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  1.  59
    Internal Sanctions in Mill's Moral Psychology: Dale E. Miller.Dale E. Miller - 1998 - Utilitas 10 (1):68-82.
    Mill's discussion of ‘the internal sanction’ in chapter III of Utilitarianism does not do justice to his understanding of internal sanctions; it omits some important points and obscures others. I offer an account of this portion of his moral psychology of motivation which brings out its subtleties and complexities. I show that he recognizes the importance of internal sanctions as sources of motives to develop and perfect our characters, as well as of motives to do our duty, and I examine (...)
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  2.  5
    India House Utilitarianism: A First Look.Ben Eggleston & Dale E. Miller - 2007 - Southwest Philosophy Review 23 (1):39-47.
  3.  9
    Mill's Misleading Moral Mathematics.Ben Eggleston & Dale E. Miller - 2008 - Southwest Philosophy Review 24 (1):153-161.
  4.  18
    Mill’s Act-Utilitarian Interpreters on Utilitarianism Chapter V Paragraph 14.Dale E. Miller - 2017 - Canadian Journal of Philosophy 47 (5):674-693.
    In the fourteenth paragraph of the fifth chapter of Utilitarianism, J. S. Mill writes that ‘We do not call anything wrong, unless we mean to imply that a person ought to be punished in some way or other for doing it; if not by law, by the opinion of his fellow-creatures; if not by opinion, by the reproaches of his own conscience.’ I criticize the attempts of three commentators who have recently presented act-utilitarian readings of Mill – Roger Crisp, David (...)
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  5.  3
    Compunction, Second-Personal Morality, and Moral Reasons.Dale E. Miller - 2018 - Ethical Theory and Moral Practice 21 (3):719-733.
    In The Second-Person Standpoint and subsequent essays, Stephen Darwall develops an account of morality that is “second-personal” in virtue of holding that what we are morally obligated to do is what others can legitimately demand that we do, i.e., what they can hold us accountable for doing through moral reactive attitudes like blame. Similarly, what it would be wrong for us to do is what others can legitimately demand that we abstain from doing. As part of this account, Darwall argues (...)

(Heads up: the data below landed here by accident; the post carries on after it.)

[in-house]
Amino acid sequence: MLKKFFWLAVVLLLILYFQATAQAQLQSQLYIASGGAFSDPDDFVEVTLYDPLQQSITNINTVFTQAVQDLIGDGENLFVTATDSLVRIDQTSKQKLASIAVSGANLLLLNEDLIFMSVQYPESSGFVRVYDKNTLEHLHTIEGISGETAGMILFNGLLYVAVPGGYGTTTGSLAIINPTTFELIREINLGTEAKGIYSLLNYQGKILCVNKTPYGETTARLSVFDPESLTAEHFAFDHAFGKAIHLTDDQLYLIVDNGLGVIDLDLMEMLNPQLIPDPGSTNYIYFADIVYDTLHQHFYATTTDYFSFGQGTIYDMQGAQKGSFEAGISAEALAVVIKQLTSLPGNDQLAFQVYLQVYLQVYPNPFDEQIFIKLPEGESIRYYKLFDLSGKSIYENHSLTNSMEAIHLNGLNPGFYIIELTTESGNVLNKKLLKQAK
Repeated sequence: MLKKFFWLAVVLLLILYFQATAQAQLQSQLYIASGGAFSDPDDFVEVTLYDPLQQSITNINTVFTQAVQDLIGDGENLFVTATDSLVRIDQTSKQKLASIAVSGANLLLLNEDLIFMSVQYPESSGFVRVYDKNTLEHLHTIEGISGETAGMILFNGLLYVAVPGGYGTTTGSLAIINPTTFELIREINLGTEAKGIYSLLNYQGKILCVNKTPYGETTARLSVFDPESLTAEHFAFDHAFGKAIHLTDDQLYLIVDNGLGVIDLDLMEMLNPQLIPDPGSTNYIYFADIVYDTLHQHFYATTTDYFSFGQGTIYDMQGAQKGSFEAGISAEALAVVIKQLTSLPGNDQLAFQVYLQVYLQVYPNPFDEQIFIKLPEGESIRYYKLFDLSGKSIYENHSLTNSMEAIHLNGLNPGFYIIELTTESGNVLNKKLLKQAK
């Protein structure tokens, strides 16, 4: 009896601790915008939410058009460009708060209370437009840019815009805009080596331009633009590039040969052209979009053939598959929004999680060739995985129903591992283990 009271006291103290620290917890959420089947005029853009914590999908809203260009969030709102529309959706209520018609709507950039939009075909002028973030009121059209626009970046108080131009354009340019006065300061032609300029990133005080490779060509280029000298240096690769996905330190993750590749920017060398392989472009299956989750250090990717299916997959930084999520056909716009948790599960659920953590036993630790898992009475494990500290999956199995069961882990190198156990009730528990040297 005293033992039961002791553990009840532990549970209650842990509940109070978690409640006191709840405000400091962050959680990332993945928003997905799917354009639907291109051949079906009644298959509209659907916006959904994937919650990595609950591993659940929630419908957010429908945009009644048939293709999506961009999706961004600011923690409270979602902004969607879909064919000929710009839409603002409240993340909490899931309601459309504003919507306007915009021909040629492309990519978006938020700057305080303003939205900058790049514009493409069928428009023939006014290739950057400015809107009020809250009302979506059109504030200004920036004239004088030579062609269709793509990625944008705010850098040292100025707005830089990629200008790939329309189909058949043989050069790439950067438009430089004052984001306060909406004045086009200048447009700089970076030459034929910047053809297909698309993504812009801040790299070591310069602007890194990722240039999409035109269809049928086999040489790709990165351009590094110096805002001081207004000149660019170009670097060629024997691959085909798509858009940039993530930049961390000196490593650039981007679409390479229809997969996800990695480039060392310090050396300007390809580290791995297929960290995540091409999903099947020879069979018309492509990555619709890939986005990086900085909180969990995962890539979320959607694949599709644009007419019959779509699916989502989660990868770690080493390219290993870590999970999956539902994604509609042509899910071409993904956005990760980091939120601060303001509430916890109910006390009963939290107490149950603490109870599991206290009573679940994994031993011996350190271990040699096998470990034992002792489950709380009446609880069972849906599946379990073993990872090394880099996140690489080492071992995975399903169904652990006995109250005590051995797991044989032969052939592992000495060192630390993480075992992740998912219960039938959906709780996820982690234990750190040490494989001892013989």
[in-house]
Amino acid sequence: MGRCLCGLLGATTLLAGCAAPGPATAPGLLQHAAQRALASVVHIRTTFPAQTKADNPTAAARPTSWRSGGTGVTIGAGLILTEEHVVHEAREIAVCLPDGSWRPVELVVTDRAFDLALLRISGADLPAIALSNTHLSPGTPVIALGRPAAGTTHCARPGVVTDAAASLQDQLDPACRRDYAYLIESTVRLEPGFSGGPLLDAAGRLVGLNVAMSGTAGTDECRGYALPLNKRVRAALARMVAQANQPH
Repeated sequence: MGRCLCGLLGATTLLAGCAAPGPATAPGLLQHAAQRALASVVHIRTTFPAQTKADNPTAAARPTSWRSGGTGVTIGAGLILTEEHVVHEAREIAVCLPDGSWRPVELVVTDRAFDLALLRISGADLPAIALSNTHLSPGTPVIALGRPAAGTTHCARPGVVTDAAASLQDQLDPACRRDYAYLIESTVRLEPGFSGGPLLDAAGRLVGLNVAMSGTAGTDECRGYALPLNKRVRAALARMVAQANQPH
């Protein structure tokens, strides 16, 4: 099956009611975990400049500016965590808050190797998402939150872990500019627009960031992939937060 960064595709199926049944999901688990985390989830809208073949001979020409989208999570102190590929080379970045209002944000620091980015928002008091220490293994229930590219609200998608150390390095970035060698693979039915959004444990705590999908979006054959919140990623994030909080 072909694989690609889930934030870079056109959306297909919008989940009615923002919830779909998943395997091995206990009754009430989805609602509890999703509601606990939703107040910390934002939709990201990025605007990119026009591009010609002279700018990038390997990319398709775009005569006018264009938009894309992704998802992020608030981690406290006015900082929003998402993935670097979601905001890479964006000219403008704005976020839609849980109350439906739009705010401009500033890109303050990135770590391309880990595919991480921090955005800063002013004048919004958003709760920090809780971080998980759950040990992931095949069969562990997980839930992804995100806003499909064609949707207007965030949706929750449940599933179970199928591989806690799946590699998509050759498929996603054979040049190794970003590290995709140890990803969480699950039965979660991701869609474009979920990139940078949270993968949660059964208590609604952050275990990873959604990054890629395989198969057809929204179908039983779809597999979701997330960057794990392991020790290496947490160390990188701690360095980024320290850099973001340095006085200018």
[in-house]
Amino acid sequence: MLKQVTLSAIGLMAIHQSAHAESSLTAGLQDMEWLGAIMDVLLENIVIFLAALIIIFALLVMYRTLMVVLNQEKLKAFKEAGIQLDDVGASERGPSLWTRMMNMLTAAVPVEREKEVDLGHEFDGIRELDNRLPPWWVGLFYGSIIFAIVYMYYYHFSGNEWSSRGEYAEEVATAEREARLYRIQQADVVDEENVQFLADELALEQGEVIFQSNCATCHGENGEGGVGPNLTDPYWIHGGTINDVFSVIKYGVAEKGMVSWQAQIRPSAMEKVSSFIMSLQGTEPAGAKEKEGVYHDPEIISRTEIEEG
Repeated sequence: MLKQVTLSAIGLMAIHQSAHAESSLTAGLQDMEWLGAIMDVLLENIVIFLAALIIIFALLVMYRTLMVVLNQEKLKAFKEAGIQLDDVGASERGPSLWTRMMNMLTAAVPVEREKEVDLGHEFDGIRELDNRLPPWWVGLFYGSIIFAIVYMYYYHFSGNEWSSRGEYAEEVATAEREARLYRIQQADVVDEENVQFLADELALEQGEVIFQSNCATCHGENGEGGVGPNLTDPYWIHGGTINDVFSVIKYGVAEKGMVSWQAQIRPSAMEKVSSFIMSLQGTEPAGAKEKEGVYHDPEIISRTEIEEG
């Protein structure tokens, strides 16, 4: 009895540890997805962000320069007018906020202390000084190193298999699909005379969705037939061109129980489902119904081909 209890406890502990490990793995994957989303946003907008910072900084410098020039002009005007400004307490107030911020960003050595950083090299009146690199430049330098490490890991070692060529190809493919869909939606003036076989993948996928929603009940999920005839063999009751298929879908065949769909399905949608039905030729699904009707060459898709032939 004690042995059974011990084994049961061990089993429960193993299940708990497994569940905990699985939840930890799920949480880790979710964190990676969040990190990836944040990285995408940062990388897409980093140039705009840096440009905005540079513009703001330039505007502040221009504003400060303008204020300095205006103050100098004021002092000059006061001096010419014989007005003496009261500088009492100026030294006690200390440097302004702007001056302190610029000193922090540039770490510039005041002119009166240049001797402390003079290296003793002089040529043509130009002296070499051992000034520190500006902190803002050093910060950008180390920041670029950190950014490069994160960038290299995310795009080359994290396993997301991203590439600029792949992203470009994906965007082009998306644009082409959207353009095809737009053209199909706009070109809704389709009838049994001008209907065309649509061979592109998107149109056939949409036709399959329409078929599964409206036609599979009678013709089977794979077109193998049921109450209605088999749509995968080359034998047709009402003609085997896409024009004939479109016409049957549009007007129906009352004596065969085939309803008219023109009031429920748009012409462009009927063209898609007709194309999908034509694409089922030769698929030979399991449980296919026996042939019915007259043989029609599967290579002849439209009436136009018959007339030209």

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  6.  5
    Reparations for Emancipation: Mill’s Vindication of the Rights of Slave Owners.Dale E. Miller - 2005 - Southern Journal of Philosophy 43 (2):245-265.
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  7.  4
    No Title Available: Book Reviews. [REVIEW]Dale E. Miller - 2000 - Utilitas 12 (2):241-243.
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  8.  3
    Utilitarianism and the Headache That Just Won't Go Away: Reply to Cain.Dale E. Miller - 2006 - Southwest Philosophy Review 22 (2):147-149.
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  9.  2
    Terminating Employees for Their Political Speech.Dale E. Miller - 2004 - Business and Society Review 109 (2):225-243.
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  10. Reluctant Florists, Same-Sex Weddings, and Mill’s Doctrine of Liberty.Dale E. Miller - 2016 - Public Affairs Quarterly 30 (4):287-311.
     
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